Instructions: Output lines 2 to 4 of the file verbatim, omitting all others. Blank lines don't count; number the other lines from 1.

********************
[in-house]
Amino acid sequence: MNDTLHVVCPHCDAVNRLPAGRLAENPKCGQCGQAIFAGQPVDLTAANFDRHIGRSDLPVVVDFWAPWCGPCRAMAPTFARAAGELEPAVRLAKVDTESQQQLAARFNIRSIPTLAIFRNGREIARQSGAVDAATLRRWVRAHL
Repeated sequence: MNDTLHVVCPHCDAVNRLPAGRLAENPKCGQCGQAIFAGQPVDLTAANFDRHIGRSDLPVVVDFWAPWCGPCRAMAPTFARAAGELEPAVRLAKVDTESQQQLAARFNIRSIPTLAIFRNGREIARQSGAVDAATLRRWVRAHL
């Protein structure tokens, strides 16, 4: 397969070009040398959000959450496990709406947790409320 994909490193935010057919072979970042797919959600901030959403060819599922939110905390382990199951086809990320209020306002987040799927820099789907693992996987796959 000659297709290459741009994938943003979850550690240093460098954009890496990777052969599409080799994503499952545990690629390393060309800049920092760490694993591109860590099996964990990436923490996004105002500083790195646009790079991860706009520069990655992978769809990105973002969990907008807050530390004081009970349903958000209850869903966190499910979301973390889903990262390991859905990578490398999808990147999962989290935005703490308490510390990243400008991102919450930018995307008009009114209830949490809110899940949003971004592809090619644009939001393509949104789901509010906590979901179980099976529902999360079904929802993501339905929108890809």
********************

Amino acid sequence: MNDTLHVVCPHCDAVNRLPAGRLAENPKCGQCGQAIFAGQPVDLTAANFDRHIGRSDLPVVVDFWAPWCGPCRAMAPTFARAAGELEPAVRLAKVDTESQQQLAARFNIRSIPTLAIFRNGREIARQSGAVDAATLRRWVRAHL
Repeated sequence: MNDTLHVVCPHCDAVNRLPAGRLAENPKCGQCGQAIFAGQPVDLTAANFDRHIGRSDLPVVVDFWAPWCGPCRAMAPTFARAAGELEPAVRLAKVDTESQQQLAARFNIRSIPTLAIFRNGREIARQSGAVDAATLRRWVRAHL
């Protein structure tokens, strides 16, 4: 397969070009040398959000959450496990709406947790409320 994909490193935010057919072979970042797919959600901030959403060819599922939110905390382990199951086809990320209020306002987040799927820099789907693992996987796959 000659297709290459741009994938943003979850550690240093460098954009890496990777052969599409080799994503499952545990690629390393060309800049920092760490694993591109860590099996964990990436923490996004105002500083790195646009790079991860706009520069990655992978769809990105973002969990907008807050530390004081009970349903958000209850869903966190499910979301973390889903990262390991859905990578490398999808990147999962989290935005703490308490510390990243400008991102919450930018995307008009009114209830949490809110899940949003971004592809090619644009939001393509949104789901509010906590979901179980099976529902999360079904929802993501339905929108890809």